AP: What have you done with your money?
Holzhausen: I bought stocks back in the '90s, and lost a lot of money in the dot-com bubble and decided to get rid of them. Most of my money is in life insurance and in real estate.
AP: You lived in Japan twice, in the late '80s when the real-estate and stock markets hit records, and in the mid-'90s.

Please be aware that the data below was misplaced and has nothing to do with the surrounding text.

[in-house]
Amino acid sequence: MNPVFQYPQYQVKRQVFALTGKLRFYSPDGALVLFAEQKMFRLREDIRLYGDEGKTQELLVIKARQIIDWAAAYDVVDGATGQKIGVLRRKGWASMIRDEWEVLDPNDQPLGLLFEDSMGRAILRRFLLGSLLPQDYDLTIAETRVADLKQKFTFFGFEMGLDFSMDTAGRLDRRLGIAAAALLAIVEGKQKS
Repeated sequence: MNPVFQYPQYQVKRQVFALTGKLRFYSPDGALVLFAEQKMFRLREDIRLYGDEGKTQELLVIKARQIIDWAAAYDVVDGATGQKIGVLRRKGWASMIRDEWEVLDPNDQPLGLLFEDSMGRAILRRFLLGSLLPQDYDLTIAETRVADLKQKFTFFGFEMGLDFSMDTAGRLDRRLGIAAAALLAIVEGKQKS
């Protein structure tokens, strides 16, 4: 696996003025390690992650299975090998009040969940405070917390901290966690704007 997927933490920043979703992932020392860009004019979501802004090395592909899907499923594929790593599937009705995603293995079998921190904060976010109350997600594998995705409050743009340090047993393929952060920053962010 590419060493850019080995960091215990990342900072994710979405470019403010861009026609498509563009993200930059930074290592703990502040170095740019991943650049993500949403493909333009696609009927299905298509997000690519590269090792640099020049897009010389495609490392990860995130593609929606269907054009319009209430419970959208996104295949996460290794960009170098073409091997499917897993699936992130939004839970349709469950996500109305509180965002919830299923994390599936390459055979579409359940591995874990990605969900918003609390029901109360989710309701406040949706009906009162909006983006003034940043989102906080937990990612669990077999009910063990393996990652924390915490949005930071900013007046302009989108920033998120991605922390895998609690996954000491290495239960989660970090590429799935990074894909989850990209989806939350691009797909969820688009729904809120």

Holzhausen: It was really eye opening, if you came from Europe. Asia was the future. It was more dynamic. It was richer. I couldn't afford anything. There really was exuberance, then there was pessimism. People don't believe in a better future, in a bright future, that Japan will return to high growth.AP: Germany is seen as a model for other countries. Unemployment is low, and Germans never borrowed too much. You have a different view of this. Holzhausen: Our performance looks good, but only in comparison to other European countries. Private investment is very low. Most companies are overly dependent on banks, and banks are reluctant to (lend). The market for equity and bonds for small and medium-size companies has not taken off. People are looking for safer assets. There is a lack of capital. We didn't pile on risk (before the financial crisis), so we avoided the slump. But looking forward, if Germany is the new normal you have to settle on much more meager results and performance in the long run. ____ You can reach Bernard Condon on Twitter at http://twitter.com/BernardFCondon.